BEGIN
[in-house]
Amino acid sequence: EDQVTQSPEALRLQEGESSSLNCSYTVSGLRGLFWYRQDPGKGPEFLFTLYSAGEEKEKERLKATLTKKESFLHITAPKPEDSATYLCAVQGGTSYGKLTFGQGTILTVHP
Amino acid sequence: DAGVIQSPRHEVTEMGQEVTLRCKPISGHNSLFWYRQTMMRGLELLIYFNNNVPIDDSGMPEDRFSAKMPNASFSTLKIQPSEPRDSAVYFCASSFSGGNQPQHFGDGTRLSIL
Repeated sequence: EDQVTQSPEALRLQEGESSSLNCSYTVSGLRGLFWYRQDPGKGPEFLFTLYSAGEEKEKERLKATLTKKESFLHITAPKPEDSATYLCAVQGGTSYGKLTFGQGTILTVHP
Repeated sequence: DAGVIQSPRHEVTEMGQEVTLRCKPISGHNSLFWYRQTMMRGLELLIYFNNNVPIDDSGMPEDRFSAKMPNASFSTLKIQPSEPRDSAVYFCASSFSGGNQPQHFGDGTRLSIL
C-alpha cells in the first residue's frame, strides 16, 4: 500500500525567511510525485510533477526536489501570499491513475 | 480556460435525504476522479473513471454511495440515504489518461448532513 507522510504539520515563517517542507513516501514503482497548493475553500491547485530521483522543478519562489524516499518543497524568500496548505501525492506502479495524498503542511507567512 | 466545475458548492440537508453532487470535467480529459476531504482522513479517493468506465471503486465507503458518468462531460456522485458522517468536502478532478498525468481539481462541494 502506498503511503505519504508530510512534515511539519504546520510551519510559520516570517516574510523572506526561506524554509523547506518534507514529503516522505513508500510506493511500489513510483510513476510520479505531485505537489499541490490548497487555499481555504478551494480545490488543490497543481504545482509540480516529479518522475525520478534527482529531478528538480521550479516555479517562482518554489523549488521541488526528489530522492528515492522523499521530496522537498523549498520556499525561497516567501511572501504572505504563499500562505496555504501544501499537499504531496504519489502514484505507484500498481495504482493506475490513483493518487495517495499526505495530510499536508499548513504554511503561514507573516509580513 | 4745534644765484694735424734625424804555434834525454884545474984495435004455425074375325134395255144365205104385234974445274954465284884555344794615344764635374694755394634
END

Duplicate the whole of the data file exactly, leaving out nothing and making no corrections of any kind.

[in-house]
Amino acid sequence: EDQVTQSPEALRLQEGESSSLNCSYTVSGLRGLFWYRQDPGKGPEFLFTLYSAGEEKEKERLKATLTKKESFLHITAPKPEDSATYLCAVQGGTSYGKLTFGQGTILTVHP
Amino acid sequence: DAGVIQSPRHEVTEMGQEVTLRCKPISGHNSLFWYRQTMMRGLELLIYFNNNVPIDDSGMPEDRFSAKMPNASFSTLKIQPSEPRDSAVYFCASSFSGGNQPQHFGDGTRLSIL
Repeated sequence: EDQVTQSPEALRLQEGESSSLNCSYTVSGLRGLFWYRQDPGKGPEFLFTLYSAGEEKEKERLKATLTKKESFLHITAPKPEDSATYLCAVQGGTSYGKLTFGQGTILTVHP
Repeated sequence: DAGVIQSPRHEVTEMGQEVTLRCKPISGHNSLFWYRQTMMRGLELLIYFNNNVPIDDSGMPEDRFSAKMPNASFSTLKIQPSEPRDSAVYFCASSFSGGNQPQHFGDGTRLSIL
C-alpha cells in the first residue's frame, strides 16, 4: 500500500525567511510525485510533477526536489501570499491513475 | 480556460435525504476522479473513471454511495440515504489518461448532513 507522510504539520515563517517542507513516501514503482497548493475553500491547485530521483522543478519562489524516499518543497524568500496548505501525492506502479495524498503542511507567512 | 466545475458548492440537508453532487470535467480529459476531504482522513479517493468506465471503486465507503458518468462531460456522485458522517468536502478532478498525468481539481462541494 502506498503511503505519504508530510512534515511539519504546520510551519510559520516570517516574510523572506526561506524554509523547506518534507514529503516522505513508500510506493511500489513510483510513476510520479505531485505537489499541490490548497487555499481555504478551494480545490488543490497543481504545482509540480516529479518522475525520478534527482529531478528538480521550479516555479517562482518554489523549488521541488526528489530522492528515492522523499521530496522537498523549498520556499525561497516567501511572501504572505504563499500562505496555504501544501499537499504531496504519489502514484505507484500498481495504482493506475490513483493518487495517495499526505495530510499536508499548513504554511503561514507573516509580513 | 4745534644765484694735424734625424804555434834525454884545474984495435004455425074375325134395255144365205104385234974445274954465284884555344794615344764635374694755394634